In 2016, Chunhua and her family returned to West Lafayette and Purdue University, and she began her career as a faculty member and independent scientist. She was a part of a cluster hire in basic plant biology and was the inaugural hire in the Center for Plant Biology. Her tenure home was the Department of Botany and Plant Pathology, where she quickly gained respect from her peers and students for her thoughtfulness, incisive mind, and caring approach to mentoring and training junior scientists. In her short time at Purdue, she developed an independent program, secured funding, and trained a wide range of students. She also served as an assistant features editor for Plant Physiology from January 2018 to December 2019.
Many faculty at Purdue were fortunate to collaborate with Chunhua, but perhaps none more than her friend, colleague, and department head Chris Staiger. During her time there, they shared joint group meetings, published several key papers together, coinstructed several courses, and renewed the deep friendship and mutual respect that originated when Chunhua was a PhD student at Purdue.
Chunhua’s experiences from her graduate training in the Szymanski lab and postdoctoral work in the Raikhel lab enabled her to combine powerful chemical genetic approaches with high-performance quantitative imaging to dissect complicated vesicle trafficking pathways. In particular, she identified several novel small molecule inhibitors of cellulose biosynthesis using Arabidopsis thaliana and discovered their mode of action and cellular targets. Her highly regarded work was published in The Plant Cell, Plant Physiology, and The Plant Journal, among other journals.
Moreover, this work led to several provisional and approved patents to secure the intellectual property around these discoveries in basic research, and Chunhua was actively pursuing the translation of these discoveries into advances in applied agriculture through development of novel herbicides and transgenic crop plants. During her short time at Purdue, she secured approximately $900,000 in extramural support, primarily through a major award from the competitive NSF Molecular and Cellular Biology program.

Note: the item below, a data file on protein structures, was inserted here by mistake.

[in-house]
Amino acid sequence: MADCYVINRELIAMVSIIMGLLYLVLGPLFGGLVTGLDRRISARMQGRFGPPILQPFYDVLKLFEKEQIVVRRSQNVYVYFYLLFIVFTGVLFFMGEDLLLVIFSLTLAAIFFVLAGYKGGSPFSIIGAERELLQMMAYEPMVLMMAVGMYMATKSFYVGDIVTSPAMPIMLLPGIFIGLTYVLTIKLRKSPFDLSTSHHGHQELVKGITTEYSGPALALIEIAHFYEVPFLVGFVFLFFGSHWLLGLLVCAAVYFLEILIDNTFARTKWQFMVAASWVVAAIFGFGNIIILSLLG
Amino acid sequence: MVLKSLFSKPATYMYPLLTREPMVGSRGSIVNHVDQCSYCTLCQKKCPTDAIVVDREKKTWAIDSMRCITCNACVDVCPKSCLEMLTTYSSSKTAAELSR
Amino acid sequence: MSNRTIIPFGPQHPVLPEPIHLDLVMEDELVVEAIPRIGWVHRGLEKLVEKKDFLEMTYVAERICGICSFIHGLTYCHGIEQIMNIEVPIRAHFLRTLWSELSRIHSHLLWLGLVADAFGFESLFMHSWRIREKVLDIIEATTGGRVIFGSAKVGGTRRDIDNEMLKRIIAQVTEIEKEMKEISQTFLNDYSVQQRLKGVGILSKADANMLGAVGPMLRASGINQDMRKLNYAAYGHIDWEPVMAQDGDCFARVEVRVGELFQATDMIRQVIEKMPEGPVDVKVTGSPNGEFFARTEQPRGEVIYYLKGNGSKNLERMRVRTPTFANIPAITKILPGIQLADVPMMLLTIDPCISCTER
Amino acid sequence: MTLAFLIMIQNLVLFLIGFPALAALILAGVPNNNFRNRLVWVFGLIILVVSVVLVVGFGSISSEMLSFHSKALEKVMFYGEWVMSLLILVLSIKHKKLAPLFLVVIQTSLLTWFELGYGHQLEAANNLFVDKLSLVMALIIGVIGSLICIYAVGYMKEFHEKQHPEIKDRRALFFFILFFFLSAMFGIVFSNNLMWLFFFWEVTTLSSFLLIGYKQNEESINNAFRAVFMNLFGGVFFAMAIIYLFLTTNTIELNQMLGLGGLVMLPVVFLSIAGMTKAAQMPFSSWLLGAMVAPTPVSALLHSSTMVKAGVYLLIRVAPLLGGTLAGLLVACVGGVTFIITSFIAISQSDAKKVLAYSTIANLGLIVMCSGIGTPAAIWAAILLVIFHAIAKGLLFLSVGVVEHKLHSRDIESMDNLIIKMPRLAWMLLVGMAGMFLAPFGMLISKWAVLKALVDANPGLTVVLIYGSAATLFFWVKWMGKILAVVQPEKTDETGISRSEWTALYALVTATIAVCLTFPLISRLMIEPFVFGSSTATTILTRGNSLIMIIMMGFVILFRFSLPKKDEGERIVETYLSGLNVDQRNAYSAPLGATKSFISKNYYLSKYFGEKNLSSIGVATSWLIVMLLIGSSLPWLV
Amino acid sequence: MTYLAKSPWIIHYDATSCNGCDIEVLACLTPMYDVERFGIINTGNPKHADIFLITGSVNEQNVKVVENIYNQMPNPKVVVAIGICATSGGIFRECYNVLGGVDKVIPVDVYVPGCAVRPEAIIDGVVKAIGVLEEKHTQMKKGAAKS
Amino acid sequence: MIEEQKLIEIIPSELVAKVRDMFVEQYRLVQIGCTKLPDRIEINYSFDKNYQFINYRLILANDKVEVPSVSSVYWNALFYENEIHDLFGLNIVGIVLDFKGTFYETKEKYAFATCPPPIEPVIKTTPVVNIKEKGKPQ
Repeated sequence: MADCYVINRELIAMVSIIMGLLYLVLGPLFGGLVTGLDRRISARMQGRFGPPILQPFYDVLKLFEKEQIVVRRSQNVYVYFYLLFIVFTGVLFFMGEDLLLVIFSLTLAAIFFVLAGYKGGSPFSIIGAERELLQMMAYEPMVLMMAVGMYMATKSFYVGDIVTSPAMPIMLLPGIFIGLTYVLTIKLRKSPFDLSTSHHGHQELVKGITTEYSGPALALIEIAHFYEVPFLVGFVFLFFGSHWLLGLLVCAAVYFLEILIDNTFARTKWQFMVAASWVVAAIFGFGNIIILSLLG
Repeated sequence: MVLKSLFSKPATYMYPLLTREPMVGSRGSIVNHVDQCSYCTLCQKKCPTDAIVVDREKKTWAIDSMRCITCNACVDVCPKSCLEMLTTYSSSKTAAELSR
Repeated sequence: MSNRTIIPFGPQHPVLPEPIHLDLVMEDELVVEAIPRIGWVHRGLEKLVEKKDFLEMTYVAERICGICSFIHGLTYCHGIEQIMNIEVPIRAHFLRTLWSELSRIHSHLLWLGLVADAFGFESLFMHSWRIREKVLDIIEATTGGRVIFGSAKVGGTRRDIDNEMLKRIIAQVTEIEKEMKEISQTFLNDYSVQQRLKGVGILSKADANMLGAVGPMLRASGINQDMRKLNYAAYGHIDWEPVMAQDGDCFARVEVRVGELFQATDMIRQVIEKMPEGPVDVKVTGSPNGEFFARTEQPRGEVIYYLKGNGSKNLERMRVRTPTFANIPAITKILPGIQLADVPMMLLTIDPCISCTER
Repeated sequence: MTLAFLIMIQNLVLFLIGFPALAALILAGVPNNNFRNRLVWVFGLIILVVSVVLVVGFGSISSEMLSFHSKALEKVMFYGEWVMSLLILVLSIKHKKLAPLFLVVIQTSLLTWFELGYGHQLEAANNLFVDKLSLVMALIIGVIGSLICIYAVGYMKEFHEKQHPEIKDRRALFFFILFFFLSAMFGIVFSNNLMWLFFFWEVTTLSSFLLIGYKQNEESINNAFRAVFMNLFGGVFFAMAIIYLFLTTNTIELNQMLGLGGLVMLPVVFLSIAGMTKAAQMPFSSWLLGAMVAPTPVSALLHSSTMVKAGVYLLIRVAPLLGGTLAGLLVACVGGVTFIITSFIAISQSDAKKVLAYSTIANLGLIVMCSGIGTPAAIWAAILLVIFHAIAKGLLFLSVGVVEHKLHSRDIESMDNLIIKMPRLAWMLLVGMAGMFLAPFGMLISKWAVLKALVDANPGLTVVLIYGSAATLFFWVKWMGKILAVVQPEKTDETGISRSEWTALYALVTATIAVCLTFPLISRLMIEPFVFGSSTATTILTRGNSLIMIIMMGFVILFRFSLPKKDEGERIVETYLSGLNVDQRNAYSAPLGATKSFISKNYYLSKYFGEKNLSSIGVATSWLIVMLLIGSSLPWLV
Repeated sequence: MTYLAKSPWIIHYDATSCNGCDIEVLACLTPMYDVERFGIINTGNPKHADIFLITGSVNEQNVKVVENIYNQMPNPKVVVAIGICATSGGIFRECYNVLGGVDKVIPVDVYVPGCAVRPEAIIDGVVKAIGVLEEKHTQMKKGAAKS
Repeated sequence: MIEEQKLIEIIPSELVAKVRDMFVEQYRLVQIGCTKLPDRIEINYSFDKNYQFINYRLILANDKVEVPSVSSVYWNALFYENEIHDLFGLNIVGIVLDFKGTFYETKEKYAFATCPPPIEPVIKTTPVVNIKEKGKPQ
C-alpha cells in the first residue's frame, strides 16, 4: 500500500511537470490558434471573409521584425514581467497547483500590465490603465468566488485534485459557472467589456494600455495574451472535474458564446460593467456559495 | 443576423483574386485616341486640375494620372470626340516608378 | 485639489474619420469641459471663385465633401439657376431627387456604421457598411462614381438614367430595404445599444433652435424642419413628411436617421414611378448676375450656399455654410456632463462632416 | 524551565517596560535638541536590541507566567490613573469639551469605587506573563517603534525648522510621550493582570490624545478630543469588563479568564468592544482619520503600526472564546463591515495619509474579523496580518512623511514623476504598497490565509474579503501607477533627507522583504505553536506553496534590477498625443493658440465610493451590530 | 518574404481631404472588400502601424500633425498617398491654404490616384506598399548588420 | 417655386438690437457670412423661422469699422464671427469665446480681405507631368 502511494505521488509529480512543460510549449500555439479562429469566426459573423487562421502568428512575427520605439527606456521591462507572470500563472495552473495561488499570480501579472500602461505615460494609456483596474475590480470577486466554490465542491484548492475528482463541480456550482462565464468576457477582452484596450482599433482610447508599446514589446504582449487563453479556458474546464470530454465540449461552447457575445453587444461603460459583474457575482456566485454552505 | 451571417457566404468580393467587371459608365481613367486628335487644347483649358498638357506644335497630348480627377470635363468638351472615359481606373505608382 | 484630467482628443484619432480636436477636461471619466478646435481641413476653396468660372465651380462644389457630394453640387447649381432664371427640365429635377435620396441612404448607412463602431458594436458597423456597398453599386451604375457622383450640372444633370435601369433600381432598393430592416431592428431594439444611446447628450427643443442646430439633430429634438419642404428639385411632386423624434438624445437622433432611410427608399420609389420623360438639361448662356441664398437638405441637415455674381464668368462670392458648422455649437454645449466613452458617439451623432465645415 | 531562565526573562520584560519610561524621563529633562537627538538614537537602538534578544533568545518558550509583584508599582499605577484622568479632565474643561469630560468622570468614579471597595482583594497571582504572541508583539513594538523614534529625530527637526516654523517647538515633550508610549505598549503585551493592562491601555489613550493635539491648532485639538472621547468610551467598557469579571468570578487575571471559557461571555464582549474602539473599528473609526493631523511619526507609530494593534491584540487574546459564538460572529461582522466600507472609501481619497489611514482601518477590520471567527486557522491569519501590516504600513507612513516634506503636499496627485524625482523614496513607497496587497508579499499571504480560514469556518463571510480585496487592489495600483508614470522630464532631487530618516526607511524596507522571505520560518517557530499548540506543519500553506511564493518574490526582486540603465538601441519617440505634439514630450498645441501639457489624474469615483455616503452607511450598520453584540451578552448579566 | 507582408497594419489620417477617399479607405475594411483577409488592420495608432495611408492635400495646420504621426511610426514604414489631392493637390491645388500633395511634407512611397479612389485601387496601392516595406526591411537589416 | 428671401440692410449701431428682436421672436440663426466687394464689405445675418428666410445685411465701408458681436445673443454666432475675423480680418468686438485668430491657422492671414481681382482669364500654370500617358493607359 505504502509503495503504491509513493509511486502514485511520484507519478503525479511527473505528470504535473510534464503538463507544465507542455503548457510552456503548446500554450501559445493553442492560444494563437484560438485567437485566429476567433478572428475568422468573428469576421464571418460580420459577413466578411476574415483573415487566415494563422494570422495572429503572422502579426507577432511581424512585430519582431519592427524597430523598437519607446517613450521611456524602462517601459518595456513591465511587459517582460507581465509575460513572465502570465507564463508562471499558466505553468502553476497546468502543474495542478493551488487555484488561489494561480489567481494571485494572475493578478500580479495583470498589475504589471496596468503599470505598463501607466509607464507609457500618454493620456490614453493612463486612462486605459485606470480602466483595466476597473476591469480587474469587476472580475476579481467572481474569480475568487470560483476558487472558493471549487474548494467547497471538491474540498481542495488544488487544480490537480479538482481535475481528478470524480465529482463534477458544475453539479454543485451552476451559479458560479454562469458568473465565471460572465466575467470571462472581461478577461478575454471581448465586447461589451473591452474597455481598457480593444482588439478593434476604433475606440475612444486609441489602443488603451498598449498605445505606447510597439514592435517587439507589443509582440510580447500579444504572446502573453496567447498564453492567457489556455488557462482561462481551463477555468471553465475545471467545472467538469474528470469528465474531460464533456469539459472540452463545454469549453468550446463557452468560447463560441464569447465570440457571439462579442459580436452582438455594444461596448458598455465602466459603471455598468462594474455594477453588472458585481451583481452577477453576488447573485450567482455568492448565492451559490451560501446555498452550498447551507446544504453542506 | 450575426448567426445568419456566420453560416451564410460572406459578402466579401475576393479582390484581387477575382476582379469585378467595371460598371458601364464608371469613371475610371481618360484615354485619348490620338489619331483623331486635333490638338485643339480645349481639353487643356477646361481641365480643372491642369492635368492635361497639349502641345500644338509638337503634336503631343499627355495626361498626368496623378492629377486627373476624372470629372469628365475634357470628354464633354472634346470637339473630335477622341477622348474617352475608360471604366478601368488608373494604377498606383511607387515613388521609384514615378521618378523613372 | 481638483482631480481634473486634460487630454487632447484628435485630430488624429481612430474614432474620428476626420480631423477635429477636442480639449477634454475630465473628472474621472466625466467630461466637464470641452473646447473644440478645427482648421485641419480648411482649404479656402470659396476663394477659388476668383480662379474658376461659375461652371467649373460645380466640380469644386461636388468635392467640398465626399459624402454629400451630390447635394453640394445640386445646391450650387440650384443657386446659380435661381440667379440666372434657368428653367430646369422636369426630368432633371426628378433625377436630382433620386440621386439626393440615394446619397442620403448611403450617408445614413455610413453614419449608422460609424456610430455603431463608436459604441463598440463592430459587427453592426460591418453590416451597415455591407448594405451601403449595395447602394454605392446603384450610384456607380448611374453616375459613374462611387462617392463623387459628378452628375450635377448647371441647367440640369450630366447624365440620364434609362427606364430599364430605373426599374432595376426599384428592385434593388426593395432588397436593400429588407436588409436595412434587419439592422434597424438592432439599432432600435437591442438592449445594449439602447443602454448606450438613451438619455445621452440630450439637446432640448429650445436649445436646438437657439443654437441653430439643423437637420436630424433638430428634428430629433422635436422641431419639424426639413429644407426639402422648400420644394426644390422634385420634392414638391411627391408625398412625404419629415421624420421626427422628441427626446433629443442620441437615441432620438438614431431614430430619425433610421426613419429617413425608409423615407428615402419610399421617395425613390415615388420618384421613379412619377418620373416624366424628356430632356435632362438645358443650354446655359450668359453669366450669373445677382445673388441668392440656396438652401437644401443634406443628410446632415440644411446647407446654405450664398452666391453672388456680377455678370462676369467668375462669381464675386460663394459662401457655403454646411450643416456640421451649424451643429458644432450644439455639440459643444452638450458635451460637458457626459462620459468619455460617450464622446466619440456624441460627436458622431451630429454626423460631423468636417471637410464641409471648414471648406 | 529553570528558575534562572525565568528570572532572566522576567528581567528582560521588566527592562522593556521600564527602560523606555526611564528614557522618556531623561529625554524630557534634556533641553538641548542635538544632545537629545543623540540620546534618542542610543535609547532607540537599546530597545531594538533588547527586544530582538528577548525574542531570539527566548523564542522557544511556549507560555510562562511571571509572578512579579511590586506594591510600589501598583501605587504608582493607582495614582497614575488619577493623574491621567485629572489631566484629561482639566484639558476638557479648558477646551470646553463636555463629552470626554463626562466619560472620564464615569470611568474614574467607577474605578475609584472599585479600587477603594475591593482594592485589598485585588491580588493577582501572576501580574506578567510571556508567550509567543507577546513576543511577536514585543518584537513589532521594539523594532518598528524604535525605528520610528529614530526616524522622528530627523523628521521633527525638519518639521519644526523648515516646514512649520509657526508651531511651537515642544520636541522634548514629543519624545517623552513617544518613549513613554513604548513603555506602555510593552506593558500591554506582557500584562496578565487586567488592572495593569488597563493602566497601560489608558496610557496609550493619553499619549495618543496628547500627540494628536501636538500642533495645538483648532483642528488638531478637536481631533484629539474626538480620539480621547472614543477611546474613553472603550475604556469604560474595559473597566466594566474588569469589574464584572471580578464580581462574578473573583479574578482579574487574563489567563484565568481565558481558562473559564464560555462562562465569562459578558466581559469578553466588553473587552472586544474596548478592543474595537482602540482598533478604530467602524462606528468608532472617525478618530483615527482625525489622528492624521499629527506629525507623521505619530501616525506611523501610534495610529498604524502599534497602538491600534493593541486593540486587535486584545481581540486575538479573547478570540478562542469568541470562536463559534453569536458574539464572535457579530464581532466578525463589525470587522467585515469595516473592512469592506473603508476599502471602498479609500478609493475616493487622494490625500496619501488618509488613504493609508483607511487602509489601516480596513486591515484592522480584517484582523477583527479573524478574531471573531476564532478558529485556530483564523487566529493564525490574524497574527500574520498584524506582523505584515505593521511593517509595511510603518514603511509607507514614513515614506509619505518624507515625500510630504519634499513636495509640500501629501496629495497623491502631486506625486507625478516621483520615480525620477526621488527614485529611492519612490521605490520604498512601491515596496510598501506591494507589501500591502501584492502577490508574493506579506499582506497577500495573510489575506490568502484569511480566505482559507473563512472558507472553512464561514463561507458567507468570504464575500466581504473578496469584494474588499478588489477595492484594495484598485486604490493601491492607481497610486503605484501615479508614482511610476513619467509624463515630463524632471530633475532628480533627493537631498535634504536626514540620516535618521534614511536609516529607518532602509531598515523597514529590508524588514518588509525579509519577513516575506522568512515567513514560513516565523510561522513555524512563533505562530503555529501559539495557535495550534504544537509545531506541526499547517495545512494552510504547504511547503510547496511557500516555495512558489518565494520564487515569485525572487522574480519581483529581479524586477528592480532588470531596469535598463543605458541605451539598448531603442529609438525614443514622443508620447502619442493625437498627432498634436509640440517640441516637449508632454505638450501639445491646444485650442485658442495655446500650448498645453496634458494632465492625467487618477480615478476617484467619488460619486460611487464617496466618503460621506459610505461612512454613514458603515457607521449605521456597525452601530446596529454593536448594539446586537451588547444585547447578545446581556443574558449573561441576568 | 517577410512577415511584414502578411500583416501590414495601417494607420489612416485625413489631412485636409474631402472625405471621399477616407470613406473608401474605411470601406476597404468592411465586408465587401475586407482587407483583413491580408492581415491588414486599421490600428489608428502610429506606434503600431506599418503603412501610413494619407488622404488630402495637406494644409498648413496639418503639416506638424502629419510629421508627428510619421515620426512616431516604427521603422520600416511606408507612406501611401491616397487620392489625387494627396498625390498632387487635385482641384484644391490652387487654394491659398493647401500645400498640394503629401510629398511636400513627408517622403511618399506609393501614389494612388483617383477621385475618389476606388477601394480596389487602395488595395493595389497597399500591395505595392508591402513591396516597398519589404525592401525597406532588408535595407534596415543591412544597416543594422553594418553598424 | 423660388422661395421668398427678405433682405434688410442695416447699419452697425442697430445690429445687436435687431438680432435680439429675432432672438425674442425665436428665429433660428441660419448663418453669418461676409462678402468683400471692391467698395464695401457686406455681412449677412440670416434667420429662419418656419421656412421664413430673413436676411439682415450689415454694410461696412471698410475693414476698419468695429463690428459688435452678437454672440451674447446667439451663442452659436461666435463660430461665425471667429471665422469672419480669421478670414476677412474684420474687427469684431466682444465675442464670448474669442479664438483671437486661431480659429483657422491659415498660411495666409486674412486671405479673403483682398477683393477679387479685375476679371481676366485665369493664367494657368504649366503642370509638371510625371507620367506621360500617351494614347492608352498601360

Finally, Chunhua gave of her valuable time to junior scientists through numerous teaching and outreach activities. She trained dozens of undergraduates and high school students, as well as high school teachers from minority-serving communities, in summer programs. She mentored several MS students to completion of their graduate degrees and was training a postdoctoral research scientist, Lei Huang, and a PhD student, Xiaohui Li, at the time of her passing. Watching her operate in this forum, it was obvious to all that she cared deeply about her science and was gifted in communicating her knowledge to others.
Chunhua leaves behind a legacy of original research and discoveries, deep friendships and valued collaborations, and a passion for training junior scientists that will serve as a benchmark for future hires in plant biology at Purdue. At the time of her passing, Chunhua was being considered for promotion to associate professor, something she sincerely wished to see happen before she died. The university is currently considering a posthumous promotion for Chunhua, and she certainly deserves this recognition of her contributions to discovery, learning, and engagement.
It is our hope that Chunhua’s children will share her love of science and investigation and of learning about the unknown. We hope Chunhua’s family and the entire ASPB community know how much she was loved, admired, and respected by her colleagues and students. As a Hebrew proverb says, “Say not in grief ‘she is no more’ but in thankfulness that she was.” Chunhua leaves behind her example of a permanent sense of strength and positive energy that we all aspire to achieve.